Multidirectional Cranial Distraction Osteogenesis with Simplified Modifications for Treating Sagittal Synostosis

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Multidirectional cranial distraction osteogenesis (MCDO) is a procedure of ours developed earlier for treating craniosynostosis. However, the numerous bone flaps led to prolonged operative time and occasional bone detachment from dura. We have since simplified the osteotomy design. In treating sagittal synostosis, required bone flaps have been reduced to 11 (from ~20).


In a 2-year period (2014–2015), 5 boys with sagittal synostosis underwent MCDO using our simplified and fixed-form osteotomy. Mean age at surgery was 9.4 months (range, 8–11 months). Pre- and postoperative cranial morphology was assessed by cephalic index and by mid-sagittal vector analysis.


Improved cranial shape was confirmed by 3-dimensional CT scans and by mid-sagittal vector index. Mean preoperative cephalic index (68.7) progressively increased to means of 78.5 immediately after distraction device removal, 75.2 at postoperative month 6, and 75.1 at 1 year postoperatively. There were no major complications, although transient cerebrospinal fluid leakage and loosening of anchor pins occurred in 1 patient.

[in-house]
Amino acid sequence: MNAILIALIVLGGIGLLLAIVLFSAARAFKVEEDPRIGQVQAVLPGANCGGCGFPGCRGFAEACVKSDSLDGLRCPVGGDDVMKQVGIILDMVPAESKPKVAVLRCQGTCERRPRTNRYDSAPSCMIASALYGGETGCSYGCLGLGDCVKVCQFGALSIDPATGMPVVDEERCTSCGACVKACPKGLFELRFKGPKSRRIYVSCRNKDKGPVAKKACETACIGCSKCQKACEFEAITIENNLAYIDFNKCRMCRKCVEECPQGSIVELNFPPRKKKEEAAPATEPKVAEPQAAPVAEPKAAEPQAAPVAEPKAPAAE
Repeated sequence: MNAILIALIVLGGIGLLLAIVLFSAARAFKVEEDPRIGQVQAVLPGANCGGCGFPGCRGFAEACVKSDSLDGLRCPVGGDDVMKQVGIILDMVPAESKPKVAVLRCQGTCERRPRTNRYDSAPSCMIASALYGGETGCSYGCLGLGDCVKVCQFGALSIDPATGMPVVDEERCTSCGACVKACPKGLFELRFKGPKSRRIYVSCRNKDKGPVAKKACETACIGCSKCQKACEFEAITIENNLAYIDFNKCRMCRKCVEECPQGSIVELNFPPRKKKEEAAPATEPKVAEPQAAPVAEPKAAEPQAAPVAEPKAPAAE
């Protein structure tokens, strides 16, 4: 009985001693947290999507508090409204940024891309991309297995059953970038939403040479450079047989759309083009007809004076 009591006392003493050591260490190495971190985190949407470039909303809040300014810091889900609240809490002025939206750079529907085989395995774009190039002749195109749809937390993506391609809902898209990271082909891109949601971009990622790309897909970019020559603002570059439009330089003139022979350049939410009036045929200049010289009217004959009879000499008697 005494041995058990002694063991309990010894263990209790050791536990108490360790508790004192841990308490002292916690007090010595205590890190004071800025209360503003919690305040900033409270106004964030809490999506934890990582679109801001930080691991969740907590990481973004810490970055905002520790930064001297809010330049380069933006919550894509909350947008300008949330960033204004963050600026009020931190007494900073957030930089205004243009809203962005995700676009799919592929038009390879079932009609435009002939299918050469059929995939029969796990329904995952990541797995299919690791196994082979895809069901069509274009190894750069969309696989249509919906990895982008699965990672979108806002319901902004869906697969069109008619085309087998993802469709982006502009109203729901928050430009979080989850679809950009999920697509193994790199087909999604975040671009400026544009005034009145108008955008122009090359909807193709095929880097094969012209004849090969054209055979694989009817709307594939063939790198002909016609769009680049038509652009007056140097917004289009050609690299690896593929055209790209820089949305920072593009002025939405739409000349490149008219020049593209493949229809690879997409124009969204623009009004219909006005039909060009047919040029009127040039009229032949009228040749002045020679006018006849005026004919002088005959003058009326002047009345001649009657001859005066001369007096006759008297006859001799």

Simplified MCDO has a number of advantages over conventional distraction procedures such as discretionary reshaping/expansion of cranium and predictable osteogenesis and is a valid treatment option for patients with sagittal synostosis.

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